Exploring Biophysical Linkages Between Coastal Forestry Management Practices and Aquatic Bivalve Contaminant Exposure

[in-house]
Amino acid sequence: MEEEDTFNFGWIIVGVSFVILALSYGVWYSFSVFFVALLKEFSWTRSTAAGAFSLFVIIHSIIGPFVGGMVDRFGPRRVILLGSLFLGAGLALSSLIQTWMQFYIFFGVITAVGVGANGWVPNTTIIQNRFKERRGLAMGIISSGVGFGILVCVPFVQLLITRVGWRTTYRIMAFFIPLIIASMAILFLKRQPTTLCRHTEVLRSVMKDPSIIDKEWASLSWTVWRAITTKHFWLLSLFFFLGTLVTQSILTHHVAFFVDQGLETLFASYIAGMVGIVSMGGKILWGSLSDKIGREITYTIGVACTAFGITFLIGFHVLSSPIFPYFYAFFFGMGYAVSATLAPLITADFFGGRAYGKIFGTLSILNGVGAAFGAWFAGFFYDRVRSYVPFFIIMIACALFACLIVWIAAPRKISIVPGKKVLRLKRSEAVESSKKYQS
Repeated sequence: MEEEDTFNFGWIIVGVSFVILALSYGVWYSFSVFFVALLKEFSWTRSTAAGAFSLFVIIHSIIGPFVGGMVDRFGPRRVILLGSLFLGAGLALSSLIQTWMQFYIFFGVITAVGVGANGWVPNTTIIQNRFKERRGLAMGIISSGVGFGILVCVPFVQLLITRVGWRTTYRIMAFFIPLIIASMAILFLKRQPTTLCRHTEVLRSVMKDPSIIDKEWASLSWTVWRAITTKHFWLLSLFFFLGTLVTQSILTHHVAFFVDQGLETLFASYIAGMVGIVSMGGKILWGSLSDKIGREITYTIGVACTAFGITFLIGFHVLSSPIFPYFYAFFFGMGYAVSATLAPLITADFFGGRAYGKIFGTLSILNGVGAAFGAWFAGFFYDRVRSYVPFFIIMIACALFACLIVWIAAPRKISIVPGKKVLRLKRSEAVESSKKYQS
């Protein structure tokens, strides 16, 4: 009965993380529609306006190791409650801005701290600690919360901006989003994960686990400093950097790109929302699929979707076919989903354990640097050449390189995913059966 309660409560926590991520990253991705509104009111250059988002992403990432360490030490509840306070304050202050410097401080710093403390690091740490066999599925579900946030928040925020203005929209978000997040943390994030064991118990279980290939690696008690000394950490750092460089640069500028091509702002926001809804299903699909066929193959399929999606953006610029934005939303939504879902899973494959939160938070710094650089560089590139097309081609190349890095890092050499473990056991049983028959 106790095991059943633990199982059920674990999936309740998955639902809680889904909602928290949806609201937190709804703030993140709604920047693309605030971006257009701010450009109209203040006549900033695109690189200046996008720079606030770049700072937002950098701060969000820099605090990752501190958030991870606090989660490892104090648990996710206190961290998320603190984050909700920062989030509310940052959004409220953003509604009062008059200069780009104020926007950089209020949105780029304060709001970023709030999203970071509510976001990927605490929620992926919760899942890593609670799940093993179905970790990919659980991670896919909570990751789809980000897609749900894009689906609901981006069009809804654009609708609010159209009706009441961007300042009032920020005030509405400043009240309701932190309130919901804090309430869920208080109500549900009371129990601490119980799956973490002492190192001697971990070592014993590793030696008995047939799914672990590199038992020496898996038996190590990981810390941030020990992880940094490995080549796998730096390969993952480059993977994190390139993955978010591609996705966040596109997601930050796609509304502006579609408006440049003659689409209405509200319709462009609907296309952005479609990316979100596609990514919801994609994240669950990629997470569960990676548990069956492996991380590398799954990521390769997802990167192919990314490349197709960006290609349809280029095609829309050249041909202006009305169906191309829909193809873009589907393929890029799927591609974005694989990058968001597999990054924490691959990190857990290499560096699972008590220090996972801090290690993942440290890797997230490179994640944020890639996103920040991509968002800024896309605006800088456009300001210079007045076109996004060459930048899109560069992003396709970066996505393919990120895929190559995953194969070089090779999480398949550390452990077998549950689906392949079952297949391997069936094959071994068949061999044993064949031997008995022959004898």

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Terrestrial land use activities present cross-ecosystem threats to riverine and marine species and processes. Specifically, pesticide runoff can disrupt hormonal, reproductive, and developmental processes in aquatic organisms, yet non-point source pollution is difficult to trace and quantify. In Oregon, U.S.A., state and federal forestry pesticide regulations, designed to meet regulatory water quality requirements, differ in buffer size and pesticide applications. We deployed passive water samplers and collected riverine and estuarine bivalves Margaritifera falcata, Mya arenaria, and Crassostrea gigas from Oregon Coast watersheds to examine forestry-specific pesticide contamination. We used non-metric multidimensional scaling and regression to relate concentrations and types of pesticide contamination across watersheds to ownership and management metrics. In bivalve samples collected from eight coastal watersheds, we measured twelve unique pesticides (two herbicides; three fungicides; and seven insecticides). Pesticides were detected in 38% of bivalve samples; and frequency and maximum concentrations varied by season, species, and watershed with indaziflam (herbicide) the only current-use forestry pesticide detected. Using passive water samplers, we measured four current-use herbicides corresponding with planned herbicide applications; hexazinone and atrazine were most frequently detected. Details about types and levels of exposure provide insight into effectiveness of current forest management practices in controlling transport of forest-use pesticides.


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